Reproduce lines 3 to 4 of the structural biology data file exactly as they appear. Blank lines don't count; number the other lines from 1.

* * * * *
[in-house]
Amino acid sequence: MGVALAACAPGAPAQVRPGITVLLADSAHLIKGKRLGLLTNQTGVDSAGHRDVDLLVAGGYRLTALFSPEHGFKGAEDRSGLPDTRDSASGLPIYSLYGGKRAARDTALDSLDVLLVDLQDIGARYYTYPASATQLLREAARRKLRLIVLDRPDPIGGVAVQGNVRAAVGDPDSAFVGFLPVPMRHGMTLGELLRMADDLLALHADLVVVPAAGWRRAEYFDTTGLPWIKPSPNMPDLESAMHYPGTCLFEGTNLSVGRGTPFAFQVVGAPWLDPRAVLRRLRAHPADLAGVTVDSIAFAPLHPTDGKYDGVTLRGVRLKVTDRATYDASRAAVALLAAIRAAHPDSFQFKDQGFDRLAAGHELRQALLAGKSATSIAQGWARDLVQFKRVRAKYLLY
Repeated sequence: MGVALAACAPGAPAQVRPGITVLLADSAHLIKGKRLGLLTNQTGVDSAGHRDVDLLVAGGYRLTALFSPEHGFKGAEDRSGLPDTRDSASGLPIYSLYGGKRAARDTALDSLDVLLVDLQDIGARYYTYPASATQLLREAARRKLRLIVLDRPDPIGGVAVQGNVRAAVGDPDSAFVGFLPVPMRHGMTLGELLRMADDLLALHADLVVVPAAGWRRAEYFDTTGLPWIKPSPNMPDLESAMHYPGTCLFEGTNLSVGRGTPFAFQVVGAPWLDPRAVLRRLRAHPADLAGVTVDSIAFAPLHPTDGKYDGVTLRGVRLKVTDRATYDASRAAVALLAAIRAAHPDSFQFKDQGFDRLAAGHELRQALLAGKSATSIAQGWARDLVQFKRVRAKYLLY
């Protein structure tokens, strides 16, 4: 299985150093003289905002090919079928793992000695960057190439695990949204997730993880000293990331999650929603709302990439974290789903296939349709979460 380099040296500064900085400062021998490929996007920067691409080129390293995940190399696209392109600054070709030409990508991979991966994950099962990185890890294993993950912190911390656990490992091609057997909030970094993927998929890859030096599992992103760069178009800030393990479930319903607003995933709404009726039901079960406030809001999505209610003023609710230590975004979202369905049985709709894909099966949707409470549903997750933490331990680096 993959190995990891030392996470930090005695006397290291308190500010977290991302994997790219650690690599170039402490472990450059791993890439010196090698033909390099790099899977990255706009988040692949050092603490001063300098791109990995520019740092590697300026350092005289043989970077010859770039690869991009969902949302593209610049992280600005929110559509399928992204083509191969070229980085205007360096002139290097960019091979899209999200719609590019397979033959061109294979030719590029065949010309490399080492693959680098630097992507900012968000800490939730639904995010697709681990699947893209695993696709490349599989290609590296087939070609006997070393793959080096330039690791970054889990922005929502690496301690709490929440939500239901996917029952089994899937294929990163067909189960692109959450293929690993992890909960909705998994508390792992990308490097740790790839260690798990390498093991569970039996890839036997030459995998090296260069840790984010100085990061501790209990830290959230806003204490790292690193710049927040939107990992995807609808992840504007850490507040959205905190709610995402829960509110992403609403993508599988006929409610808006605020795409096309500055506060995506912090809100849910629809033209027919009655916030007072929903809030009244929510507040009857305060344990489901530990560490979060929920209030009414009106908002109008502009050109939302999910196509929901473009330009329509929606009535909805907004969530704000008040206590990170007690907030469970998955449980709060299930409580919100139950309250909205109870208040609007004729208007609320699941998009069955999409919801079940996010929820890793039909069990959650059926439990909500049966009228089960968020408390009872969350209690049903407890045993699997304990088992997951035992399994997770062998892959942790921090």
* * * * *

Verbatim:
Repeated sequence: MGVALAACAPGAPAQVRPGITVLLADSAHLIKGKRLGLLTNQTGVDSAGHRDVDLLVAGGYRLTALFSPEHGFKGAEDRSGLPDTRDSASGLPIYSLYGGKRAARDTALDSLDVLLVDLQDIGARYYTYPASATQLLREAARRKLRLIVLDRPDPIGGVAVQGNVRAAVGDPDSAFVGFLPVPMRHGMTLGELLRMADDLLALHADLVVVPAAGWRRAEYFDTTGLPWIKPSPNMPDLESAMHYPGTCLFEGTNLSVGRGTPFAFQVVGAPWLDPRAVLRRLRAHPADLAGVTVDSIAFAPLHPTDGKYDGVTLRGVRLKVTDRATYDASRAAVALLAAIRAAHPDSFQFKDQGFDRLAAGHELRQALLAGKSATSIAQGWARDLVQFKRVRAKYLLY
């Protein structure tokens, strides 16, 4: 299985150093003289905002090919079928793992000695960057190439695990949204997730993880000293990331999650929603709302990439974290789903296939349709979460 380099040296500064900085400062021998490929996007920067691409080129390293995940190399696209392109600054070709030409990508991979991966994950099962990185890890294993993950912190911390656990490992091609057997909030970094993927998929890859030096599992992103760069178009800030393990479930319903607003995933709404009726039901079960406030809001999505209610003023609710230590975004979202369905049985709709894909099966949707409470549903997750933490331990680096 993959190995990891030392996470930090005695006397290291308190500010977290991302994997790219650690690599170039402490472990450059791993890439010196090698033909390099790099899977990255706009988040692949050092603490001063300098791109990995520019740092590697300026350092005289043989970077010859770039690869991009969902949302593209610049992280600005929110559509399928992204083509191969070229980085205007360096002139290097960019091979899209999200719609590019397979033959061109294979030719590029065949010309490399080492693959680098630097992507900012968000800490939730639904995010697709681990699947893209695993696709490349599989290609590296087939070609006997070393793959080096330039690791970054889990922005929502690496301690709490929440939500239901996917029952089994899937294929990163067909189960692109959450293929690993992890909960909705998994508390792992990308490097740790790839260690798990390498093991569970039996890839036997030459995998090296260069840790984010100085990061501790209990830290959230806003204490790292690193710049927040939107990992995807609808992840504007850490507040959205905190709610995402829960509110992403609403993508599988006929409610808006605020795409096309500055506060995506912090809100849910629809033209027919009655916030007072929903809030009244929510507040009857305060344990489901530990560490979060929920209030009414009106908002109008502009050109939302999910196509929901473009330009329509929606009535909805907004969530704000008040206590990170007690907030469970998955449980709060299930409580919100139950309250909205109870208040609007004729208007609320699941998009069955999409919801079940996010929820890793039909069990959650059926439990909500049966009228089960968020408390009872969350209690049903407890045993699997304990088992997951035992399994997770062998892959942790921090």